A couple of weeks ago Ventureburn asked Marc Herson of mobile social network 2go, what the South African startup tech ecosystem needed, especially its Venture Capital ecosystem. This ecosystem is quite young but it’s a very active one and people are getting excited about Africa. In last few months we have explored a lot on South Africa’s tech ecosystem as well some funding dilemmas that the country’s startups face. Herson, a former VC partner at Hasso Plattner Ventures Africa, gave us the following response about what South Africa needs to have a healthy tech ecosystem. — Editor
A healthy tech startup ecosystem requires a continuous stream of quality new deals, together with visible examples of exits that generated outsized returns for investors. The reality is that we have few of either in South Africa at the moment.
Get the right team, chase the right opportunities
VC 101 mandates a quality team and a large market opportunity. The team needs to be adaptable, inventive and execution focused. The opportunity needs to be substantial and capable of rewarding investors with outsized returns. Systemically, South Africa has challenges in both regards: our local market is small in comparison, but our cost base is only marginally lower; and technology talent is difficult to access. We also lack a broader supportive macro environment with a flexible labour market, government incentives for startups and venture capital as a broad institutional investment category.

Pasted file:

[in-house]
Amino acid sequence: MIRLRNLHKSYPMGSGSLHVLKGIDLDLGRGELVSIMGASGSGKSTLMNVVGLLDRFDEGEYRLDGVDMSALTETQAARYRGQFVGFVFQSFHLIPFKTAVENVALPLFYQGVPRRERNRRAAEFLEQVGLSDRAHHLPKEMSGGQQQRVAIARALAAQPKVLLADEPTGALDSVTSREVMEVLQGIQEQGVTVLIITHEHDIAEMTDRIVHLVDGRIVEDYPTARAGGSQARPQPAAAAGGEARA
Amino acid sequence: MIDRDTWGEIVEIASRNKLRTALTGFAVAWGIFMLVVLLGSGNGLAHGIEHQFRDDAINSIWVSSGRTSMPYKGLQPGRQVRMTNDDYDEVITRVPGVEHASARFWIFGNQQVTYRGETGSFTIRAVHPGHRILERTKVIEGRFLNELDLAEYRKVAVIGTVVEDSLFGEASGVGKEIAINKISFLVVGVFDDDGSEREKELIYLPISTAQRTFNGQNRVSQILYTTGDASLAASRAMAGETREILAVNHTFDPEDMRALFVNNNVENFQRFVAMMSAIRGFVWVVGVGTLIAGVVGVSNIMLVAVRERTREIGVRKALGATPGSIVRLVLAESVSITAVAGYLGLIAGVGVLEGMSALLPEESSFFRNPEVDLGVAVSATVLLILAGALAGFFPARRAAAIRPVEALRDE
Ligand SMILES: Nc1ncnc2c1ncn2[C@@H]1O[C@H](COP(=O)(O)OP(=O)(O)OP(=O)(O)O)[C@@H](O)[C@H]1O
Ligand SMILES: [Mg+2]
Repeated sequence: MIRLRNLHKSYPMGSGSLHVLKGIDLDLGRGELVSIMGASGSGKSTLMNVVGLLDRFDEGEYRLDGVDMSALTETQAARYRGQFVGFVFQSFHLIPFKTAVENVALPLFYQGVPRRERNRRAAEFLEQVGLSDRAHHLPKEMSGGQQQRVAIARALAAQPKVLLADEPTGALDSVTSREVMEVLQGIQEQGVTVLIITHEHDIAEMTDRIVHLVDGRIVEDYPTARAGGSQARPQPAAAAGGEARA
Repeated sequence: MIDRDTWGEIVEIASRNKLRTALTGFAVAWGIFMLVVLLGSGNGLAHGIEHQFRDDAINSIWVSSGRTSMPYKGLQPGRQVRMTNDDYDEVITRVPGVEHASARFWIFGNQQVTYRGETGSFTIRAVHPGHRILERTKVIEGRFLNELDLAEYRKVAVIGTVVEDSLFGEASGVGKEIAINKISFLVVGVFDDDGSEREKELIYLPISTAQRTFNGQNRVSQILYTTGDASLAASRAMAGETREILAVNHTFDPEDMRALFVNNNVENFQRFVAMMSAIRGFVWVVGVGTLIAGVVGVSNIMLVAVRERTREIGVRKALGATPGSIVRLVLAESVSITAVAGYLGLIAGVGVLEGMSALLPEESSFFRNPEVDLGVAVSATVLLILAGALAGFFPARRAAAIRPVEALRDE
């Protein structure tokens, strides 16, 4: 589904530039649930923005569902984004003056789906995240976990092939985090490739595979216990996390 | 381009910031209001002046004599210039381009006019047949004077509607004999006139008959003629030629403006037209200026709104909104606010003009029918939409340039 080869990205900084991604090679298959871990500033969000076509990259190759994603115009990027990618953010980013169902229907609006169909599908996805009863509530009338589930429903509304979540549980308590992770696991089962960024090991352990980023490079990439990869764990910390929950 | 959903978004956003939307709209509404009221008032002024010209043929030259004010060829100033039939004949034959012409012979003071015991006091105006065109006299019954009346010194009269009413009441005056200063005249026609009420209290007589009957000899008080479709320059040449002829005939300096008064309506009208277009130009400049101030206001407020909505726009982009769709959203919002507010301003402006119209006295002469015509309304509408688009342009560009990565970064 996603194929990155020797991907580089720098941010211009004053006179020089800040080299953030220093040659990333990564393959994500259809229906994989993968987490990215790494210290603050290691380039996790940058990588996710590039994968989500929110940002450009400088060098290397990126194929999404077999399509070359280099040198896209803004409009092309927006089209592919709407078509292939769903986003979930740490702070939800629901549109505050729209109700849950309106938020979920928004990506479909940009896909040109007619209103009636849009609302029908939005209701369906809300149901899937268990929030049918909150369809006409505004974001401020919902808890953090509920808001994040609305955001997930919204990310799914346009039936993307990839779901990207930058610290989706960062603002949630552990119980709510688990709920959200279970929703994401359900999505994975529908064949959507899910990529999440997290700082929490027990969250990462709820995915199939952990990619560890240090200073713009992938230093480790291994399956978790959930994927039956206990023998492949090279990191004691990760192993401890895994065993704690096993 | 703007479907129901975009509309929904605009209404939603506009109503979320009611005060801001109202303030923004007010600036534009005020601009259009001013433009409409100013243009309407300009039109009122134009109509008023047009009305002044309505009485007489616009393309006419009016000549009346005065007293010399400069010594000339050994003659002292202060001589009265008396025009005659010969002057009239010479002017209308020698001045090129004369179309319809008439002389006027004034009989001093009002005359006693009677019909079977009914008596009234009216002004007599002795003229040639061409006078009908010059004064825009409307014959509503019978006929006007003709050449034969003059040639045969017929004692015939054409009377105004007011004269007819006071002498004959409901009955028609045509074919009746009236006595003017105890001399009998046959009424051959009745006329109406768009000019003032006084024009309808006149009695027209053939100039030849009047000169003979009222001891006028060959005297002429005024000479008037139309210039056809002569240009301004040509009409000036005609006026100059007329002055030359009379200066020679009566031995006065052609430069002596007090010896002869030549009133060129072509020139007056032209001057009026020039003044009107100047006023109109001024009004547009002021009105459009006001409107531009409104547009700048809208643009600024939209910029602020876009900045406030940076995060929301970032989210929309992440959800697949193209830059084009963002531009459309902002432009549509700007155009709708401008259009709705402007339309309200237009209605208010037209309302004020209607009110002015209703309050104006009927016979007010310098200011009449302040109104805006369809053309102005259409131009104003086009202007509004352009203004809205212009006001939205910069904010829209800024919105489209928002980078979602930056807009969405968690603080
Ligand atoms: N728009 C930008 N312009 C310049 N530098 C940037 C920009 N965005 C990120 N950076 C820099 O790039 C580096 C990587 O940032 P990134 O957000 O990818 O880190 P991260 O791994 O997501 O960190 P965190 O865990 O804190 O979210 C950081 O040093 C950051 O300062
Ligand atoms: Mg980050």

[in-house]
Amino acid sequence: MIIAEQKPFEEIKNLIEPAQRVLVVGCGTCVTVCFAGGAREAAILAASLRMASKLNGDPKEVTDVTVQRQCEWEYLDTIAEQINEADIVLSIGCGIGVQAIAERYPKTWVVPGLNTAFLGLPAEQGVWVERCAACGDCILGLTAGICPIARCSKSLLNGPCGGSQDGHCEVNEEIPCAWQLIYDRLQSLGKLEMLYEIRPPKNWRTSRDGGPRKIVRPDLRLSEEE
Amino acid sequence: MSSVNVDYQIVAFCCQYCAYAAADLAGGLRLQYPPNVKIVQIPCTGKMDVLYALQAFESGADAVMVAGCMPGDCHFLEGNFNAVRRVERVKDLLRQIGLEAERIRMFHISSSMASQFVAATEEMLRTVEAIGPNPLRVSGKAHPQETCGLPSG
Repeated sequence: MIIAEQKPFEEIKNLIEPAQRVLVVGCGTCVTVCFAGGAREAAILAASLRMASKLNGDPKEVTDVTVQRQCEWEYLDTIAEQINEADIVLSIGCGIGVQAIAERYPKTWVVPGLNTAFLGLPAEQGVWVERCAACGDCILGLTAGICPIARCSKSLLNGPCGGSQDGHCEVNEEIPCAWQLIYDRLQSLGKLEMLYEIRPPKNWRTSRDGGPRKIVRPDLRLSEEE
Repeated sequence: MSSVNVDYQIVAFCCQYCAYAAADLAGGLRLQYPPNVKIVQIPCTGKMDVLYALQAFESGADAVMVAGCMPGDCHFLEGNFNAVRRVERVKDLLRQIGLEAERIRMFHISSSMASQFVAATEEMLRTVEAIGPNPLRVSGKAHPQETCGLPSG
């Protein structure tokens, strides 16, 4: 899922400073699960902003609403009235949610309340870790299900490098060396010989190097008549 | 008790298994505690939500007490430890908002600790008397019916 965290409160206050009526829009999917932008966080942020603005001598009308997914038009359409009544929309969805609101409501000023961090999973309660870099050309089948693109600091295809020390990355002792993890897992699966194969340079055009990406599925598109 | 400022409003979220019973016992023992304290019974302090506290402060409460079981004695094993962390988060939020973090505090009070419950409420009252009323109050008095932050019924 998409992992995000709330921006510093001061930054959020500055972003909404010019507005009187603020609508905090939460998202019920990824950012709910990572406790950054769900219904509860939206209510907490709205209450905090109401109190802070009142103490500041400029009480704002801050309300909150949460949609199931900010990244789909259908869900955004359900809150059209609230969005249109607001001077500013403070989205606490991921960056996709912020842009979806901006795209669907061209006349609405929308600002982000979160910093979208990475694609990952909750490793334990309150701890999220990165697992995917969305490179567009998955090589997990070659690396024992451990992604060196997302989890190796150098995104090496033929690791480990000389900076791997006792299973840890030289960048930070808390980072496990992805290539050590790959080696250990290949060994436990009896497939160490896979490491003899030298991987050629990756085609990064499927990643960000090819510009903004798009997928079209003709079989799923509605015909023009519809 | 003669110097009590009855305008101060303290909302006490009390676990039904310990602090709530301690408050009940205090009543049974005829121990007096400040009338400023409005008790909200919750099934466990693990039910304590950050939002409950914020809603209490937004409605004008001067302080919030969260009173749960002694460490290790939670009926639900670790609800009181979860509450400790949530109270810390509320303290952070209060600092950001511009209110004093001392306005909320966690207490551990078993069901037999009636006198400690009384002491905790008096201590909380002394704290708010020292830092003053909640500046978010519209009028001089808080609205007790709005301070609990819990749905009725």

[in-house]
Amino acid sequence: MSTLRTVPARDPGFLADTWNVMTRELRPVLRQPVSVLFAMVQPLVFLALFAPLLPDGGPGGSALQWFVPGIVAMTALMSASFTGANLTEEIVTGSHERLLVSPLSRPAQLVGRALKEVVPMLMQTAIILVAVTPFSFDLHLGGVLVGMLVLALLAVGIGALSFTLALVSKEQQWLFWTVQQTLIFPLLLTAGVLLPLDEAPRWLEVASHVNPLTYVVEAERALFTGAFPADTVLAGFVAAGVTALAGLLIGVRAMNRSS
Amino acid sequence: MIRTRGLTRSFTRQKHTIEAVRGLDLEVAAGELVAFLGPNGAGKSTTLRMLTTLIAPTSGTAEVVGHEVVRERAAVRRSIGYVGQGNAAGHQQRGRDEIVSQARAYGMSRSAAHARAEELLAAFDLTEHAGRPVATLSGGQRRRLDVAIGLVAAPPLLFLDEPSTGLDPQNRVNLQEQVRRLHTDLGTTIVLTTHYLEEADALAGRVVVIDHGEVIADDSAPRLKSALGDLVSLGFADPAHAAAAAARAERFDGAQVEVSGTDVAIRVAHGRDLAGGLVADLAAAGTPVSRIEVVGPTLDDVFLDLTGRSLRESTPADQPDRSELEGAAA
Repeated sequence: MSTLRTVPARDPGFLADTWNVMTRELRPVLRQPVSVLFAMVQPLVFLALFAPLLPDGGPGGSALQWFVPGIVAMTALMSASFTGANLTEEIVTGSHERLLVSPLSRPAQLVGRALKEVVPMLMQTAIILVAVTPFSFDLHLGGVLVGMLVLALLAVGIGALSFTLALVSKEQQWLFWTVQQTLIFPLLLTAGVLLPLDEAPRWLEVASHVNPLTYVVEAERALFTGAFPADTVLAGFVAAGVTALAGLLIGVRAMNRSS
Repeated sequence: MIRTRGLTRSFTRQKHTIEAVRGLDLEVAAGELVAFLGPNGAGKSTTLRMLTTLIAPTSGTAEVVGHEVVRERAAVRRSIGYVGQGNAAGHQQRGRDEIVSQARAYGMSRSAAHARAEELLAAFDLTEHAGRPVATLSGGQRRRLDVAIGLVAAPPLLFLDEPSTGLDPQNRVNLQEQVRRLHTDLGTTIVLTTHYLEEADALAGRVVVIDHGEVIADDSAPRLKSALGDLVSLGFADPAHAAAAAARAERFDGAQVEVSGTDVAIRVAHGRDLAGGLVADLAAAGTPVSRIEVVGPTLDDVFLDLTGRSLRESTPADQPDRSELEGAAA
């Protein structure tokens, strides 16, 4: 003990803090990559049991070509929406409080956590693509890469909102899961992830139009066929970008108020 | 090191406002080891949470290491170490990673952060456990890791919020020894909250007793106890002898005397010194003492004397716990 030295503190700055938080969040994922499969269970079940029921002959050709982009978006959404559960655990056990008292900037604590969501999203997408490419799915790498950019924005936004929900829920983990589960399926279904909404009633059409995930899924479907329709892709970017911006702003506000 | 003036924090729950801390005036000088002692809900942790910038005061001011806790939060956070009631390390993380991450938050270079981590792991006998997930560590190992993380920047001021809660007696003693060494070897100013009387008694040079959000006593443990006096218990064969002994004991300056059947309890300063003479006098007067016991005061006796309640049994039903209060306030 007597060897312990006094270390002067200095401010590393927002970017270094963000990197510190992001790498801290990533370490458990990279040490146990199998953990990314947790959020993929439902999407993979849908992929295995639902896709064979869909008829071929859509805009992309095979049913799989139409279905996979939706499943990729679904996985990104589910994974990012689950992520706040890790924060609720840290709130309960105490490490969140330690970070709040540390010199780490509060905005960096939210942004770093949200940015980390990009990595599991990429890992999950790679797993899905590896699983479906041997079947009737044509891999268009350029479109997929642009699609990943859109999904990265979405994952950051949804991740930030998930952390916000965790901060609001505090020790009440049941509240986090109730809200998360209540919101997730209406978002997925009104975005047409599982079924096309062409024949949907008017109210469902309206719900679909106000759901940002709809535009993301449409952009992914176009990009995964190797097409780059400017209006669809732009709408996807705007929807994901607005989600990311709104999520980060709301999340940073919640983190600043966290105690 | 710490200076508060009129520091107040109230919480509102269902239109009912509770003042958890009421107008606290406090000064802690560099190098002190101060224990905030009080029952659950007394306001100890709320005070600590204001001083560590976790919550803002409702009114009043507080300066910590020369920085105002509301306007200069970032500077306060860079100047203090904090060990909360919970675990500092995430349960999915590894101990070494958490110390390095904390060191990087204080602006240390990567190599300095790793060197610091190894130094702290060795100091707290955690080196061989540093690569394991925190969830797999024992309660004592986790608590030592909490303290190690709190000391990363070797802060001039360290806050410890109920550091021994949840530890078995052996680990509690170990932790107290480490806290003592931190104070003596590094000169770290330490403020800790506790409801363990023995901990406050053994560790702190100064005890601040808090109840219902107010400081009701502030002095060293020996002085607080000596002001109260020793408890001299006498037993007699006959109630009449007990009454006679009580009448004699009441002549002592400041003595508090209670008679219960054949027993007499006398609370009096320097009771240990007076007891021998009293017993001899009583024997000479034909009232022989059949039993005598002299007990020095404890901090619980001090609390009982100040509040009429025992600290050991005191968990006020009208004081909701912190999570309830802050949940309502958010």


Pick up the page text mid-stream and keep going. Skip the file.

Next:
Reality bites doubly hard if you are sitting in South Africa battling it out in the global market.
Access to resources
One of our biggest obstacles is access to resources, especially engineering talent. The universities are just not producing enough engineers and scientists; and technology companies like Amazon, Google and Facebook are often headhunting our best and brightest at globally competitive salaries.
Local tech companies are also often competing head on with better resourced international competitors, who have the luxury of chasing growth rather than profitability.
I returned back to South Africa a few years back to find that local VCs do not usually co-invest. When working in the US and Germany I don’t think I saw a single investment at my time at Softbank Capital or Bertelsmann Capital where there wasn’t at least one other venture investor on the same deal. Syndication leads to smarter screening and company strategy and ultimately a broader base of investors to capitalize the business as it enters multiple financing stages.
In South Africa, where we have such a small base of venture investors I think syndication is absolutely critical. The reality is that when there are few deals – and a small market with limited exit opportunities – venture capital investors should be working more closely together not less so.
Aiming global might not be so great
Many South African early stage businesses focus on the lure of global markets, but the reality is that driving high growth global businesses from South Africa is incredibly difficult.
There has been a promising shift to focusing on technology businesses that focus on local markets.
Ironically this has been driven by international investors such as Rocket Internet and Tiger Global piling cash in to local businesses who are largely pursuing tried and tested digital clones of business models that have been proven in developed world markets.
Patient and smarter capital is needed even more so for startups in Africa, and co-opetition between investors will be key to driving the ecosystem.